I would say that if someone actually refuted the theistic proofs (meaning that they show that there is or can be no "3-O" being), then from their perspective they have refuted Christianity. However, if all they manage to do is undercut the argument without offering any reason to believe that a 3-O being does NOT exist, then I would simply point out to them that they have not defeated Christianity per se, only one (or a few) possible arguments in favor of it. Someone sophisticated enough to understand the theistic proofs AND provide convincing refutations of them would surely be able to see that.

    But the view I'm suggesting is simply that apologetics ought to varied and adapted to the receipient (in other words, more like discipleship). It won't do much good (although it COULD) to give the arguments for the Resurrection to someone who thinks it is utterly irrational to believe in a 3-O being like the Christian God to begin with. In such a case, it would be equally rational for that person to beleive in the evil twin theory (Christ had a malicious twin brother that even he didn't know about who wanted to play a trick on everyone) as it would be to beleive that God did it. So I wouldn't have much choice in such a situation but to try to show taht person that beleif in God is not actually irrational.

    What exactly are you looking for when you say a demarcation between the two forms of apologetics?

    As for the last part, that actually sounds somewhat similar to what Bahnsen is saying, insofar as B is a belief S has about himself. I'm not exactly sure how C works in your schema above, but I would say that regeneration causes a person to stop actively suppressing his belief in God, and thus he comes to see that his beleif "I do not believe in God" is simply false. That may be what you're saying.

  7. David,
    You said: “As for the last part, that actually sounds somewhat similar to what Bahnsen is saying, insofar as B is a belief S has about himself. I'm not exactly sure how C works in your schema above, but I would say that regeneration causes a person to stop actively suppressing his belief in God, and thus he comes to see that his belief "I do not believe in God" is simply false. That may be what you're saying."

    Yes, that's exactly what I'm saying, which I think is what your paper implies. I think it's helpful to see your answer spelled out formally, specifically in how it applies to the regenerate believer and warranted Christian belief.

    As for the "demarcation" thing, it's obvious that Classical apologetics involves NT (Natural Theology), which is essentially extra-biblical arguments based on reasoning from GR (General Revelation). Here’s a couple of common definitions of NT:
    1. Princeton’s definition: a theology that holds that knowledge of God can be acquired by human reason without the aid of divine revelation
    2. Natural theology is that part of the philosophy of religion dealing with attempts to prove the existence of God and other divine attributes purely philosophically, that is, without recourse to any special or supernatural revelation.
    3. New world dictionary: is a branch of theology, which attempts to establish truths by reason without recourse to revelation.
    I think that NT is clearly less certain than evidential arguments that are from the Bible or deduced from the Bible. Thus, we should make a distinction between the kind of certainty we get from Scripture and the sort we get from unaided reason—arguing from nature. To be clear, GR does not need to argue, it is God’s proclamation in nature (He is doing the speaking). Furthermore, historical arguments (for Jesus resurrection and historicity) take the data of Scripture into account as well. NT is the only type of apologetics that sets aside Scripture and argues from nature to generic theism, but the Christian God is more than merely a 3-O being, he is Triune, and NT (if one maintains it's sound) needs to be supplemented by arguments from Scripture (and history) to get to Christian theism. So, I think there are clear distinctions that need to be drawn when discussing or combining apologetic methods.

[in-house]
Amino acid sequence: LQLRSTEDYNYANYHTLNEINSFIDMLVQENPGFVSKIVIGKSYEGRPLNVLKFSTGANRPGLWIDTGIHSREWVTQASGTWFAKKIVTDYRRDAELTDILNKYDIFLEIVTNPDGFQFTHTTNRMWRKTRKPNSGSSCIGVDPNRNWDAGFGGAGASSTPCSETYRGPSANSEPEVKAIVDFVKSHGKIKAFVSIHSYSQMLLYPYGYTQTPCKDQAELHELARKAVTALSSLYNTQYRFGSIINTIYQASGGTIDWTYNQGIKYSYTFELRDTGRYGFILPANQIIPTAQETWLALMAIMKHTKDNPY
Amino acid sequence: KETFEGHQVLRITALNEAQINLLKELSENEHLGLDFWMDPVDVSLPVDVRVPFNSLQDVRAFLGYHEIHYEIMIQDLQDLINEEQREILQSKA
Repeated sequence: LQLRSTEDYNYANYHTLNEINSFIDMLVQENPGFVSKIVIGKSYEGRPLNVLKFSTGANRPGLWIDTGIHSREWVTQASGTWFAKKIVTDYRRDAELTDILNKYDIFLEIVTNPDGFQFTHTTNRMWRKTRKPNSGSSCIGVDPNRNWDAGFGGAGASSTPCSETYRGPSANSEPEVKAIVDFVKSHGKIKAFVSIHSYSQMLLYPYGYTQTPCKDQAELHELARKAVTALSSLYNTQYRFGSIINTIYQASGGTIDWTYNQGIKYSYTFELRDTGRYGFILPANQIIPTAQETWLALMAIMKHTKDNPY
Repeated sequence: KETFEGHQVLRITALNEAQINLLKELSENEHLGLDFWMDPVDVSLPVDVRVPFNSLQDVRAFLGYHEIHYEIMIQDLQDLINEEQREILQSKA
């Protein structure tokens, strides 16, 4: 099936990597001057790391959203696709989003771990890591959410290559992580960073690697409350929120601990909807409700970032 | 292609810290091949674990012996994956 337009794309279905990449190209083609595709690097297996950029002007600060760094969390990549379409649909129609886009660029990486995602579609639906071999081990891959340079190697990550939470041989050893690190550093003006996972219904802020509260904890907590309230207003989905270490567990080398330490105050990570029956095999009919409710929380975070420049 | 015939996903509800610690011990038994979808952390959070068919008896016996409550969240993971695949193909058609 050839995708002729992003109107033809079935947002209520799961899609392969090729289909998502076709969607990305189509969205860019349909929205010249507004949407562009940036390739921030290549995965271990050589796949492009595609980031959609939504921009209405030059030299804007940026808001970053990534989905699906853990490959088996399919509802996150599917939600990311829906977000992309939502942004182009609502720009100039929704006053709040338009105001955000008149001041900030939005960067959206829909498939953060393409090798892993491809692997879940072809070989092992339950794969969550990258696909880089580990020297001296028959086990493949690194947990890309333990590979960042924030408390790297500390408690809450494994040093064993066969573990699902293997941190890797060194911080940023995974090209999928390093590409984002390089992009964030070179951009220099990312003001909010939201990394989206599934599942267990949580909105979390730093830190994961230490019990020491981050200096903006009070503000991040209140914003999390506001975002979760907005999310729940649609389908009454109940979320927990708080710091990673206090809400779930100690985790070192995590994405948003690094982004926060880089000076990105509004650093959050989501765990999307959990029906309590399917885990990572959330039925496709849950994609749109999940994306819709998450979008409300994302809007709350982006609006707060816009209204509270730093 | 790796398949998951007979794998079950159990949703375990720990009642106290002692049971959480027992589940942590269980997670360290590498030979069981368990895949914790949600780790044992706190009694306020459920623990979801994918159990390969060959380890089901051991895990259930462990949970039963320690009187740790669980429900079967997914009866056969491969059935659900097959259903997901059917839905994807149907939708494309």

Here are some questions that should be considered also:
    What are the limitations of natural reasoning unaided by Scripture? Why do NT if God saves people through the proclamation of the Gospel? Perhaps you might reason that it gets you a hearing with people who do not believe in a 3-O being. But, what kind of apologetics do we see being used in Scripture? I'm all for arguing for a creator who is 3-O being (and more) from the presuppositions of my Christian worldview, because as you point out, there is no such thing as neutral ground.

  8. Thanks again, Peter. I'm finding this very helpful (especially as a way of refining my thoughts so I can edit the paper sometime in the future).

    Here's one interesting thing to think about. When you do historical/evidential apologetics, are you really appealing to Scripture? Usually the way I see it done is that you appeal to the New Testament as merely a mostly-reliable historical document from which we can deduce certain likely truths about the past. Obviously this is because the atheist interlocutor isn't going to accept that the Bible is actually the Word of God. So in a sense, even the arguments for the resurrection would fit the first two definitions of NT you gave above, in that you are not actually claiming to appeal to divine revelation when making the arguments. What do you think?

    Now, I personally believe (because Nate still hasn't convinced me otherwise, haha) that you can dispense with the NT theistic proofs and go straight to the resurrection in most cases, even with atheists. This is for two reasons: (1) I think all responses, other than the Christian one, end up being really ad hoc and unsatisfying, and I think the atheist knows it. No purely "normal" naturalistic theory works, so he'd have to start resorting to theories like "Jesus was a vampire who couldn't be killed and who could fly (explaining the ascension)." There's no way an atheist will truly be satisfied with this, so at least you've driven him to that point. (2) By attempting to argue for the resurrection you are giving all the necessary elements of the gospel, so even if they resort to vampire theories and start ignoring you, you can hope that the cognitive dissonance you've created will make fertile ground for the Holy Spirit, mentally speaking.